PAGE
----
That cheered me up all right. I about laughed myself out of my seat. I completed 2 tripos and degreed in International Biz in one of England's top colleges. I know quite well how the Western system works, I lived it for 4 years in UK, France, and Slovakia.
Do you know how many years it took Britain to sort its sh!t out?
It wasn't excommunists and the new rich that were the problem, it was the upper class and the church that were the problem and they held on to power and money too.
This is never something that can happen overnight.
Western countries are a guide, not a road map.
I appreciate you wanting change in Russia, but I also worry about Russia losing its identity and becoming just another country in Europe... you know, like Britain and France... they drew most of the lines on the maps and have created lots of problems around the world, either directly or indirectly and now they hold themselves above it all. They plundered the world for centuries and now they demand everyone bend to the rule of international law. Law they mostly created themselves to meet their own needs. Laws they ignore themselves when convenient. They will chastise a country for not releasing to their custody a person of interest yet are happy to give asylum to those with millions of dollars of ill-gotten gains.
America will firebomb and drop pesticide on poppy fields in central and south america, but will ignore the same in Afghanistan because that feeds a different market and it might make their stay in Afghanistan more costly if you make the farmers grow food instead of drugs.
They will even tell off countries in south america for destroying the rainforests... what happened to the forests of Europe? Chopped down for land for farms and for wood?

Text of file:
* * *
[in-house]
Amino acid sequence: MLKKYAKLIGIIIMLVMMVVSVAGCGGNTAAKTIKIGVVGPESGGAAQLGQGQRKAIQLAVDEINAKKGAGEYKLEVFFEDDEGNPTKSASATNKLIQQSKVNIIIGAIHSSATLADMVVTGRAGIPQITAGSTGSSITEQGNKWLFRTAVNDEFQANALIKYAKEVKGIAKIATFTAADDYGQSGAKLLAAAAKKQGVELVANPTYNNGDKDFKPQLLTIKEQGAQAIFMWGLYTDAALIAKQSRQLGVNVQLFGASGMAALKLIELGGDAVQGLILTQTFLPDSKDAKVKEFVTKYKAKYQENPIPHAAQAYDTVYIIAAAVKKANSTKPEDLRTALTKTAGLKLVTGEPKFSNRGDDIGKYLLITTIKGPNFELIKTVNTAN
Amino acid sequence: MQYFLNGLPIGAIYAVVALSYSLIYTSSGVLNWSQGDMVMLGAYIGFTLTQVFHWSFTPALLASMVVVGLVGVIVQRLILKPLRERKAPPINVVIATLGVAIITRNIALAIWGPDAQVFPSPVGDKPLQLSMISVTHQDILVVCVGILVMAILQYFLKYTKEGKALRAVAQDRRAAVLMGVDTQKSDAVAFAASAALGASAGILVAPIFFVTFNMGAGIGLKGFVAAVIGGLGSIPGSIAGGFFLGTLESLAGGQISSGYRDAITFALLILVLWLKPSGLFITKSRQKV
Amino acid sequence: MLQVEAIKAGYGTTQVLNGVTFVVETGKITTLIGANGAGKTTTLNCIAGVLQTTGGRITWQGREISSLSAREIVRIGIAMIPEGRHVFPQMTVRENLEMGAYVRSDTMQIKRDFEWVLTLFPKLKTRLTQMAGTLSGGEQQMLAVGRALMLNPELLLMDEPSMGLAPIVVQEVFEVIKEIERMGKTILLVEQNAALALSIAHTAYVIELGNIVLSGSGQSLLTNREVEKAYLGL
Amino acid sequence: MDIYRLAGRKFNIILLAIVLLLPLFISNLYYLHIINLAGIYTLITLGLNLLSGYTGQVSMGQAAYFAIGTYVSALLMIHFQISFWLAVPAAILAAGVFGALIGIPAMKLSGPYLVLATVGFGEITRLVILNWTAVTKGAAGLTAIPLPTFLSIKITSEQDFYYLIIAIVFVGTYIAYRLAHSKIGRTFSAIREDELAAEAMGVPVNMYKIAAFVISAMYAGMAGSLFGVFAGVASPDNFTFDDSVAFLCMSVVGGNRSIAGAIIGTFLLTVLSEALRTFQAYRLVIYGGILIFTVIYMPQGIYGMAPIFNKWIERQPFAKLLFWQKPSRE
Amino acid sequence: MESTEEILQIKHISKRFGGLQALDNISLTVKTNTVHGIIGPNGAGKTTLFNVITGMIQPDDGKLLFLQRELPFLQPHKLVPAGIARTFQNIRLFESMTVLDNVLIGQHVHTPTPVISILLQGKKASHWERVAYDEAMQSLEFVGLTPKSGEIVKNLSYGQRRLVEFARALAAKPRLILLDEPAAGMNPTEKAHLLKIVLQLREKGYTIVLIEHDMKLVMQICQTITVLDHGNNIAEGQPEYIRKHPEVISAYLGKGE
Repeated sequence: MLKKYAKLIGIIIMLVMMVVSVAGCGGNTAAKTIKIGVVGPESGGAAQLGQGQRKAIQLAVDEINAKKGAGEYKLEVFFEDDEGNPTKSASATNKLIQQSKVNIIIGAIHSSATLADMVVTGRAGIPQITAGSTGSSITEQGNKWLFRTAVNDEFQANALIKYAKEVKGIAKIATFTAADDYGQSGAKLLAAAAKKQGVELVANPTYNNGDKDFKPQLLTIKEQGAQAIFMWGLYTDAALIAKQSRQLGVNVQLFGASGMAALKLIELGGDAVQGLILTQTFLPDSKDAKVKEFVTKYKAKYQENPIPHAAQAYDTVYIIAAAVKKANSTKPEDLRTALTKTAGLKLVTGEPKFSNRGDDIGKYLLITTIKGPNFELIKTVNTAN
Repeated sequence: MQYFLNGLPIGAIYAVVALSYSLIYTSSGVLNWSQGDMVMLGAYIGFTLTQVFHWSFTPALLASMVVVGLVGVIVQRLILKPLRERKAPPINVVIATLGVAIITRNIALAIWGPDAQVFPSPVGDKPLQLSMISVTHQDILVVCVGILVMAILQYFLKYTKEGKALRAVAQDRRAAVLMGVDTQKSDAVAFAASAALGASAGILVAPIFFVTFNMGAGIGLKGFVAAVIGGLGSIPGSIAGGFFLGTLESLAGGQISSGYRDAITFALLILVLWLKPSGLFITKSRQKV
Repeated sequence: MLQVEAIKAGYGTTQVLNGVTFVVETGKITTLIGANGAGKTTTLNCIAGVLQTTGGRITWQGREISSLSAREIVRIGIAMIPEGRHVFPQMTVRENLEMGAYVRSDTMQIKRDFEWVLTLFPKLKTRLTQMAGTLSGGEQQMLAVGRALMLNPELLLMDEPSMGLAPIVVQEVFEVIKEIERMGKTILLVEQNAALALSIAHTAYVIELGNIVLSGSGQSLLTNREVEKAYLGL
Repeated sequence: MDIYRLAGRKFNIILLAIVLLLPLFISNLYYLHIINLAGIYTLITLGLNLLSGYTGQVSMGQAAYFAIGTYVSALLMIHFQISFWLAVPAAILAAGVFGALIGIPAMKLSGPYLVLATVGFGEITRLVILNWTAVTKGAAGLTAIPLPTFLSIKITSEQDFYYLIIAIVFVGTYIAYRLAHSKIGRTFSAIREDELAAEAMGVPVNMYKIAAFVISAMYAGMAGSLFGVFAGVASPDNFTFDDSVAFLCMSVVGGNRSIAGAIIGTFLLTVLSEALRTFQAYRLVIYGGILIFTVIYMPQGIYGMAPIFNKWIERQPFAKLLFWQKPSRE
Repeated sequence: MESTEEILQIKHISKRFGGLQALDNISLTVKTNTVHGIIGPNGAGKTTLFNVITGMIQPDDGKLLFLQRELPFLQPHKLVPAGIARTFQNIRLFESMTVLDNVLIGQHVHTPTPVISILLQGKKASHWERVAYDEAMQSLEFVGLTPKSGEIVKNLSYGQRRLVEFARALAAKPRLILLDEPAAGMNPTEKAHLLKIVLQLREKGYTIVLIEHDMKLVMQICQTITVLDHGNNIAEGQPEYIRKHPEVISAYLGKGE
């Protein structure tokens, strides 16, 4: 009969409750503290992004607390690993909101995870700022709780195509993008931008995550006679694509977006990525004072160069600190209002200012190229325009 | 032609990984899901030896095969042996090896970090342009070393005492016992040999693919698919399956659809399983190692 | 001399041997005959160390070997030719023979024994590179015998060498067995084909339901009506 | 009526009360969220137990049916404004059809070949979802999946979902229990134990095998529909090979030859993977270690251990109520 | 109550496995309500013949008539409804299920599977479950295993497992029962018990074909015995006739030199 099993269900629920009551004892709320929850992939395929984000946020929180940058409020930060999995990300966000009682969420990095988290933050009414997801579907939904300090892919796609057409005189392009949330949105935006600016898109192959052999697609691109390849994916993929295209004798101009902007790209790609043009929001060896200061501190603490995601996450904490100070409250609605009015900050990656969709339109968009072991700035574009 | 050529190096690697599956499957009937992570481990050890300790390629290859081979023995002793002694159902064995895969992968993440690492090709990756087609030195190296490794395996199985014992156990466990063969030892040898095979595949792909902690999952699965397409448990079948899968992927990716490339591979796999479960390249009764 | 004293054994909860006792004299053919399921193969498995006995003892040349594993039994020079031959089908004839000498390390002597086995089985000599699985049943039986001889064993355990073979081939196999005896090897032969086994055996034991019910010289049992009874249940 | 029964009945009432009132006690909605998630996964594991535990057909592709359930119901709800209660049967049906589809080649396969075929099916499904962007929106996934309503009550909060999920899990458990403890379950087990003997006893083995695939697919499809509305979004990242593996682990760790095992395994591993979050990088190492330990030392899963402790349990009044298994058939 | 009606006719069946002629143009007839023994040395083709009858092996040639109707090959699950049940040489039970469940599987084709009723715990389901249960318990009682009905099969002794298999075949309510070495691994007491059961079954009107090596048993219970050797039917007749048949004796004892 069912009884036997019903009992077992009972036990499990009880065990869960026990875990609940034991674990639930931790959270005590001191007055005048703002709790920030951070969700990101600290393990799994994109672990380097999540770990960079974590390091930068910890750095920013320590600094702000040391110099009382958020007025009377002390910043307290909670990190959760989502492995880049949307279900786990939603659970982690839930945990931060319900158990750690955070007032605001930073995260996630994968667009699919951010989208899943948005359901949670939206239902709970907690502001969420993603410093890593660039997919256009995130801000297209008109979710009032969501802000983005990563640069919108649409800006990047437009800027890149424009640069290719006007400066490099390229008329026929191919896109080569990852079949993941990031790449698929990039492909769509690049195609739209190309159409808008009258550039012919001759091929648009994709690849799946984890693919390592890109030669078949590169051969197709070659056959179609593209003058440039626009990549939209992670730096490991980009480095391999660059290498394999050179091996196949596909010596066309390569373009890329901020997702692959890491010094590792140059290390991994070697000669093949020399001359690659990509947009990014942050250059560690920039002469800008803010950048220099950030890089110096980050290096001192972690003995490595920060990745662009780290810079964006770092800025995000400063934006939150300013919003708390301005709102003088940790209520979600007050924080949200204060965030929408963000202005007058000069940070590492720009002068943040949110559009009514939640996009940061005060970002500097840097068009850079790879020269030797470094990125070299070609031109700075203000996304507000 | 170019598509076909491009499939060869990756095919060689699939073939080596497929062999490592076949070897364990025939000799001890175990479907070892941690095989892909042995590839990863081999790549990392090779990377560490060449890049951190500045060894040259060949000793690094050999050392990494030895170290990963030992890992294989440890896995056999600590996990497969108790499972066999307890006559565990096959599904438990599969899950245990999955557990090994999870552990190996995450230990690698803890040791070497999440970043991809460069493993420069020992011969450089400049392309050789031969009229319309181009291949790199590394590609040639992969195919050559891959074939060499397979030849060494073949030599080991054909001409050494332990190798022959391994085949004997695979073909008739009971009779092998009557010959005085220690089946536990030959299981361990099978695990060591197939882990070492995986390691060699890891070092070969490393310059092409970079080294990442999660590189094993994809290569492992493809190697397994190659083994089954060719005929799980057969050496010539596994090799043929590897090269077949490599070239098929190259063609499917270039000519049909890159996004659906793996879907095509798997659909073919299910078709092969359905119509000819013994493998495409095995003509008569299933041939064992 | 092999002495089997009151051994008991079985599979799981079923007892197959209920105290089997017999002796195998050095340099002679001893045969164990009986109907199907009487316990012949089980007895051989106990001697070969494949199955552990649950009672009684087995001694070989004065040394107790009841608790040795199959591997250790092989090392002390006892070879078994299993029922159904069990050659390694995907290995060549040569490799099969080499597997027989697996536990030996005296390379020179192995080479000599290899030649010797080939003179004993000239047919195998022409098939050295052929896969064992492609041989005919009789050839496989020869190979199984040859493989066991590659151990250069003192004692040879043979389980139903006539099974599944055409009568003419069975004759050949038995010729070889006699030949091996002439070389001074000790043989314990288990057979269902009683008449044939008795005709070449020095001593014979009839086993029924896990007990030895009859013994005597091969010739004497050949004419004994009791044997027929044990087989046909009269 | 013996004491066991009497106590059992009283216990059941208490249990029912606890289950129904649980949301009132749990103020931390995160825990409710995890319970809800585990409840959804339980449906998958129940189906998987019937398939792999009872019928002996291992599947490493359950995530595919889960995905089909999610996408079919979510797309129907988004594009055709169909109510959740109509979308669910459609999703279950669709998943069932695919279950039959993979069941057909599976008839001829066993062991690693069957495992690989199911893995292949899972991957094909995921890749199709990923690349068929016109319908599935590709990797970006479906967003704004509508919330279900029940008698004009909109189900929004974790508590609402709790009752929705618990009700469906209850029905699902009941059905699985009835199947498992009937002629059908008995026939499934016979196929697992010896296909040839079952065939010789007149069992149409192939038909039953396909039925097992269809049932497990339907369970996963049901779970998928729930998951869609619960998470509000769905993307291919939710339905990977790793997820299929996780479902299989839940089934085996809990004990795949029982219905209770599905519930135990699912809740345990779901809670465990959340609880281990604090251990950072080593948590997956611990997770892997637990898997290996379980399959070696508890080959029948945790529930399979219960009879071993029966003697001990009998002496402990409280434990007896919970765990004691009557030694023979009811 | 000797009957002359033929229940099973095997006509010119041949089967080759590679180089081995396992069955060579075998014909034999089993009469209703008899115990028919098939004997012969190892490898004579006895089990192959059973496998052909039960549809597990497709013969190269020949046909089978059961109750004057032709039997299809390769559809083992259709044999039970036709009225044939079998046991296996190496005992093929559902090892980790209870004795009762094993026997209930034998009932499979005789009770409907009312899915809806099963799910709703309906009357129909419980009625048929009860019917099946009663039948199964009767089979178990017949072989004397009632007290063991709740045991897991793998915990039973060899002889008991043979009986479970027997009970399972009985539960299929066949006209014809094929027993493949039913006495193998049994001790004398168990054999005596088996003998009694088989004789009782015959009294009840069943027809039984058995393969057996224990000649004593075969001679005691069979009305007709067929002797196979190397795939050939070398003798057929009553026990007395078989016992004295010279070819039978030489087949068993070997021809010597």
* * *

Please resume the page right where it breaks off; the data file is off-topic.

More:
I know how business works from Russia, Europe, China to the Middle East, I have worked in them all. I also know which one works the best.
Works best for who?
Look at western europe... but also look at South Korea, Malaysia, Singapore and Japan, and even look at China. The system has to match the culture, and I can't see any one system suiting everyone. The Americans think their system suits everyone, but they think they are everyone.
Perfect example is AvtoVaz and how it can do nothing without the French saving it.
Lets not look at things in a vaccuum... the French and other companies have saved a few car companies recently... didn't you mention Toyota too?
People cannot start a business because the red tape and courts are against you unless you have political connections, or money to bribe. The entire system is designed to keep those in power up and the rest down. The economy is weak because we cannot grow small and medium enterprises. Until that changes we will be reliant on raw materials until they run out.
So step one is an authority that can deal with corruption effectively that is no corruptible itself step two is to change the small and medium business rules to cut most of the red tape and step three is training in proper business practises.
Without that first step the rest is not going to be effective.
Finland owns the Karelian timber industry. China will own our HSR. France owns our auto industry. It is already happening and United Russia is inviting more of it. The system isn't protecting us from foreign ownership but promoting it.
BUT YOU WANT THIS. You say you want the western system of doing things. Here in New Zealand we do things the western way. We used to have state owned assets like the railways and power generation and delivery. Even our postal service was government run, as was our telecommunications. Now the power generation system worked fine, if there was lots of rain on the southern lakes we generated most of our power through hydro electric dams and we shut down the coal fired generators in the north island. Then the government wanted some easy money and sold the power generation and distribution because they said the competition would bring better prices.
Now when there are heavy rains in the south island lakes the water is spilled because a different company owns the north island coal fired powerstations and they are not going to reduce supply so the full dams can be emptied faster.
We get power increases when the lakes are low and we get power increases when the lakes are high.